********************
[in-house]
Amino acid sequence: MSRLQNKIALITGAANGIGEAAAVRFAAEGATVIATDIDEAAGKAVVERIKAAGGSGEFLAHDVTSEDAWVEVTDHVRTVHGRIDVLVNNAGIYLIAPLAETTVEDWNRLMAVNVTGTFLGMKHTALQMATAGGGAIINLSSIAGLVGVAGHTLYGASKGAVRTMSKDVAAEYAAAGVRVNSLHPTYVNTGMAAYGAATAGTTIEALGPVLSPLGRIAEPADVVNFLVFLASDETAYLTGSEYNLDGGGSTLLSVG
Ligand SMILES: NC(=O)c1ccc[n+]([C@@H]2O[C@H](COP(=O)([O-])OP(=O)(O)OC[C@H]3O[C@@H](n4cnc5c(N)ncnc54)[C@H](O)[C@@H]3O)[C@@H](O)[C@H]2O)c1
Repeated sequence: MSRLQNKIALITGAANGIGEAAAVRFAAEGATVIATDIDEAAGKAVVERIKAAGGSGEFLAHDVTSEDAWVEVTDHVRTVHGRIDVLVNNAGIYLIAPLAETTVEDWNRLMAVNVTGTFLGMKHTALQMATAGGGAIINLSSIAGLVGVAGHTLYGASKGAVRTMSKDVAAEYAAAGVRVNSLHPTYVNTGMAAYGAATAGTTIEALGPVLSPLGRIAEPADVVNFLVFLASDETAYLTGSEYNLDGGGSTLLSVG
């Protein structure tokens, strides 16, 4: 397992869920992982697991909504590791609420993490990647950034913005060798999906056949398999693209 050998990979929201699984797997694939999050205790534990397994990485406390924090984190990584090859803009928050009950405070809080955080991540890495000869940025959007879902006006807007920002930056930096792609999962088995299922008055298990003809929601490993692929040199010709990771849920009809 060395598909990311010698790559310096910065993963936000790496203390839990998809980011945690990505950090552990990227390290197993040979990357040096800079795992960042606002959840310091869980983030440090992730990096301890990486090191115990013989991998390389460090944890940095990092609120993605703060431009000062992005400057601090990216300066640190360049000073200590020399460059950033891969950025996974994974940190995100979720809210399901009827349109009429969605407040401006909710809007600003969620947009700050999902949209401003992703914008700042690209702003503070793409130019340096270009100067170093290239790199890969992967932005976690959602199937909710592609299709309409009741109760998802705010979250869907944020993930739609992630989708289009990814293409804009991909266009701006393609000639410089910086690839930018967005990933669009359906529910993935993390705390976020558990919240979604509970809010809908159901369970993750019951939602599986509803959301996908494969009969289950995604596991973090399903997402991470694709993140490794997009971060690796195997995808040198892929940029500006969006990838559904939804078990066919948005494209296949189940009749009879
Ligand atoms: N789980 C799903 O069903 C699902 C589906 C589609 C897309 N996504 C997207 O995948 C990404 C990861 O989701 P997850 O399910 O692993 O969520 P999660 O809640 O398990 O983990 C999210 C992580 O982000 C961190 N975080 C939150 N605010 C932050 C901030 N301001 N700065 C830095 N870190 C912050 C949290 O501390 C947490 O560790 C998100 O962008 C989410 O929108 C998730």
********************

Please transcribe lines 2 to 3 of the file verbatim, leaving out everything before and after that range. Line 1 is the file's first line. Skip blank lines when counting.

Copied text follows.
Amino acid sequence: MSRLQNKIALITGAANGIGEAAAVRFAAEGATVIATDIDEAAGKAVVERIKAAGGSGEFLAHDVTSEDAWVEVTDHVRTVHGRIDVLVNNAGIYLIAPLAETTVEDWNRLMAVNVTGTFLGMKHTALQMATAGGGAIINLSSIAGLVGVAGHTLYGASKGAVRTMSKDVAAEYAAAGVRVNSLHPTYVNTGMAAYGAATAGTTIEALGPVLSPLGRIAEPADVVNFLVFLASDETAYLTGSEYNLDGGGSTLLSVG
Ligand SMILES: NC(=O)c1ccc[n+]([C@@H]2O[C@H](COP(=O)([O-])OP(=O)(O)OC[C@H]3O[C@@H](n4cnc5c(N)ncnc54)[C@H](O)[C@@H]3O)[C@@H](O)[C@H]2O)c1